Making the Interpretive Journey
In the previous section we reviewed the five basic steps of the Interpretive Journey, steps that are essential for understanding and applying New Testament letters. If you are like most people, you need an example to go along with the explanation. In this section we want to take Hebrews 12:1–2 through the five steps of the Interpretive Journey. We hope this will clarify what you need to do when interpreting a letter in the New Testament.
1Therefore, since we are surrounded by such a great cloud of witnesses, let us throw off everything that hinders and the sin that so easily entangles. And let us run with perseverance the race marked out for us, 2fixing our eyes on Jesus, the pioneer and perfecter of faith. For the joy set before him he endured the cross, scorning its shame, and sat down at the right hand of the throne of God.
Step 1: Grasp the text in their town. What did the text mean to the biblical audience?
As you read Hebrews from start to finish, you will notice a rather serious tone as God speaks powerfully through the author about the cost of discipleship. The book actually reads more like a sermon and even admits to being a “word of exhortation” (13:22). You may also notice a central focus on Jesus Christ along with an extensive use of the Old Testament. When you consult the study tools to reconstruct the historical-cultural situation, you can easily see why Hebrews sounds a note of urgency.
The believers addressed by Hebrews probably came out of a Jewish background and formed a house church or a group of churches in or near Rome. The letter was likely written during the mid-60s AD, just prior to a period of severe persecution under Emperor Nero. A small band of believers was facing the temptation to reject Christianity and return to Judaism in order to have an easier time of life. They were discouraged and appear to have been wavering in their commitment to Christ. No one knows for sure who wrote Hebrews, but the author’s purpose seems clear enough. He writes “to encourage a group of discouraged believers drifting away from real Christianity by bolstering their commitment to draw near to God and to endure in commitment to Christ.” The book is filled with instruction about the superiority of Jesus Christ and warnings to persevere in faith.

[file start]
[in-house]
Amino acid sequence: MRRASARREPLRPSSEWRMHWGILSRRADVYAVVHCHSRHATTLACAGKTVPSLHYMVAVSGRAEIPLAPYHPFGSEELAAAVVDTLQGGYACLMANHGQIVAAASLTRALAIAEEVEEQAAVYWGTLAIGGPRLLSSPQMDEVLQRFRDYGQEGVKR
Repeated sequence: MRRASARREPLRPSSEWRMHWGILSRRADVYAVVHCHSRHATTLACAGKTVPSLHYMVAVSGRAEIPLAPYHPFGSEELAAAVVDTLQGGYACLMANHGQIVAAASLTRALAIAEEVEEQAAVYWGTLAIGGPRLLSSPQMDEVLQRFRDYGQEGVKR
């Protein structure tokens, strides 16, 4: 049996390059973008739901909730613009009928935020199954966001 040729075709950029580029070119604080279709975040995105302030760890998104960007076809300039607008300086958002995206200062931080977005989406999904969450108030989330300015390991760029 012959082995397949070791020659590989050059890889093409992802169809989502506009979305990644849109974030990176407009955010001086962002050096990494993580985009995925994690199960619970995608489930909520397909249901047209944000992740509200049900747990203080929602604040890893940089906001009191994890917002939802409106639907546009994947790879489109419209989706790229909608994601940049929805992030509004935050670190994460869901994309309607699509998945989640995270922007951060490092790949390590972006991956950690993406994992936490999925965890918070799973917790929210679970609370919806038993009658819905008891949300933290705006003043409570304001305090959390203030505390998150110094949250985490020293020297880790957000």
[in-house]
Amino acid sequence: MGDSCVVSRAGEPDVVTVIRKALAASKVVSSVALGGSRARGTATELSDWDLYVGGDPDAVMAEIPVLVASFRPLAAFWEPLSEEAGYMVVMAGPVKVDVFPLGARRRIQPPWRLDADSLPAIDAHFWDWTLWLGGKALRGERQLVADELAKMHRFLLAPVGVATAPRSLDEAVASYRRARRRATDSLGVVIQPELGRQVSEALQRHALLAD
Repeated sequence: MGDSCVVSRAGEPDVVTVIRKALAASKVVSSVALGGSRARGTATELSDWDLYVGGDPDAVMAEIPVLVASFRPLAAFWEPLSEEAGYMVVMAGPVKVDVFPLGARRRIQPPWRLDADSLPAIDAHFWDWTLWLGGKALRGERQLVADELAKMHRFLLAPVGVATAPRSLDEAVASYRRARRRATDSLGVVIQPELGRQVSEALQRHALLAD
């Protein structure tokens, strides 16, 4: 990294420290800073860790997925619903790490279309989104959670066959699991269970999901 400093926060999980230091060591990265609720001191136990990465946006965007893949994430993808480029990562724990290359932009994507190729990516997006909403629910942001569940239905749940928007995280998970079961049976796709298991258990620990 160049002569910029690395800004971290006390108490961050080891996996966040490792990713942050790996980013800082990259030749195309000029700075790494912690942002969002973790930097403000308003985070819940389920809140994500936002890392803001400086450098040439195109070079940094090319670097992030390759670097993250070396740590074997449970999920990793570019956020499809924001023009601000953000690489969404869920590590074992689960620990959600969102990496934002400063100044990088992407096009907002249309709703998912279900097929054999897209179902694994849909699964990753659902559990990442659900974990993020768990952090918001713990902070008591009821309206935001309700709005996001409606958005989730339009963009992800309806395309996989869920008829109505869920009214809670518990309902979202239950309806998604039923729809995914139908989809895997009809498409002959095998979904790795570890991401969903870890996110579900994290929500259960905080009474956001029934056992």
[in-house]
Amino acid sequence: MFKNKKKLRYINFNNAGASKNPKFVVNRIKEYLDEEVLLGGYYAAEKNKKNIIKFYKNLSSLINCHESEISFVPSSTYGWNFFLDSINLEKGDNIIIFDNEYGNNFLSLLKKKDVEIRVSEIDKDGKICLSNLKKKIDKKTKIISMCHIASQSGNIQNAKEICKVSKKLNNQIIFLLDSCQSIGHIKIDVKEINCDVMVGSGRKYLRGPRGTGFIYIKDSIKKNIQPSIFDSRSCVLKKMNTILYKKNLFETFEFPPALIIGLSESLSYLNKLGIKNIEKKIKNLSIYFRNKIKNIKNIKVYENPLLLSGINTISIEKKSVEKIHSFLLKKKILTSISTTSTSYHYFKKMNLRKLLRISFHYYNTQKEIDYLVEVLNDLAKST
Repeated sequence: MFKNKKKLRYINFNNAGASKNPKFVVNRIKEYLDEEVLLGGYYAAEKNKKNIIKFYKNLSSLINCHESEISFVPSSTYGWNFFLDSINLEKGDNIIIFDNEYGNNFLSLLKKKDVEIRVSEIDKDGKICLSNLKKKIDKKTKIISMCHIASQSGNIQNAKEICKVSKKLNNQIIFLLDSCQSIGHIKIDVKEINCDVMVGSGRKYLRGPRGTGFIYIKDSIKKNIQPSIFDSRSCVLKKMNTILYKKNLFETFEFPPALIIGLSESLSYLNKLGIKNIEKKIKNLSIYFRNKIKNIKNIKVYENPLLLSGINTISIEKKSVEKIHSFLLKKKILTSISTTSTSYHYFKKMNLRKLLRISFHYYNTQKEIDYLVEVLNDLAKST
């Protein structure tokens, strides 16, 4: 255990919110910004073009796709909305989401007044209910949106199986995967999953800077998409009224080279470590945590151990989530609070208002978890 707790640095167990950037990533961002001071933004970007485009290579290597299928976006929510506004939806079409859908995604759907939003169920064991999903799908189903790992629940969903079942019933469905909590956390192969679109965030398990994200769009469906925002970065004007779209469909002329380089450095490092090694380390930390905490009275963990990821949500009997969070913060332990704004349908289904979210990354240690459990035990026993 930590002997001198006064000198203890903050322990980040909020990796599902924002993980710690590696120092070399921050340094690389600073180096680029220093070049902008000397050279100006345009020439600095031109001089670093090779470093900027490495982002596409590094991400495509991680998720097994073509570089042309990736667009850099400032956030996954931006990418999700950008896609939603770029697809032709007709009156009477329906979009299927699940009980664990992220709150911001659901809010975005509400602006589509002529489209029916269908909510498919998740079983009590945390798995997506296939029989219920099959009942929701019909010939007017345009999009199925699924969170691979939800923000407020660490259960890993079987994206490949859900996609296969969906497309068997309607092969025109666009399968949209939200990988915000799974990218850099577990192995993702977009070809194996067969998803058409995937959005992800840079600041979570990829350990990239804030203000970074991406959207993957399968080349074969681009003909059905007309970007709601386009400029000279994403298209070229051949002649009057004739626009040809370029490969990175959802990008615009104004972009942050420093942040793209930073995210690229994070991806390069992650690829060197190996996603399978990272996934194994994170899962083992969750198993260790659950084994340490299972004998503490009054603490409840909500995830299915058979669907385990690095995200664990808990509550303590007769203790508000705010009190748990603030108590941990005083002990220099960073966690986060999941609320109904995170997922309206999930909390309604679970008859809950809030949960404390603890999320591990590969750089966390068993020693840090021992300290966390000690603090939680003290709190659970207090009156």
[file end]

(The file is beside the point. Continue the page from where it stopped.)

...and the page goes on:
The next step toward grasping the original meaning of Hebrews 12:1–2 is to identify its literary context. How does the author’s thought run through this section of the letter/sermon? The word “therefore” in 12:1 shows us that our passage is closely connected to the preceding unit. Hebrews 11—often called the great “Hall of Faith”—presents example after example of how the saints of old persevered in faith. In Hebrews 12:1–2 the author/preacher uses the image of a race and the example of Jesus himself to exhort his audience to endure in faith. In the paragraph that follows (12:3–11), the author/preacher uses the analogy of a parent’s love for a child to explain why believers should embrace hardships as expressions of God’s love. The theme of enduring difficult times binds these sections together.
After we come to grips with the context of the passage and before we summarize what the passage meant to the first-century audience, we need to observe the text carefully. It says that we are “surrounded by such a great cloud of witnesses,” referring to the examples of faith listed in Hebrews 11. These models of faithfulness offer much-needed encouragement for the struggling house church(es). Knowing that many people have already walked the path of hardship and found God faithful, the biblical audience is called (1) to “throw off” what hinders and the sin that so easily entangles, (2) to run the race with perseverance, and (3) to fix their eyes on Jesus, the ultimate example of faith.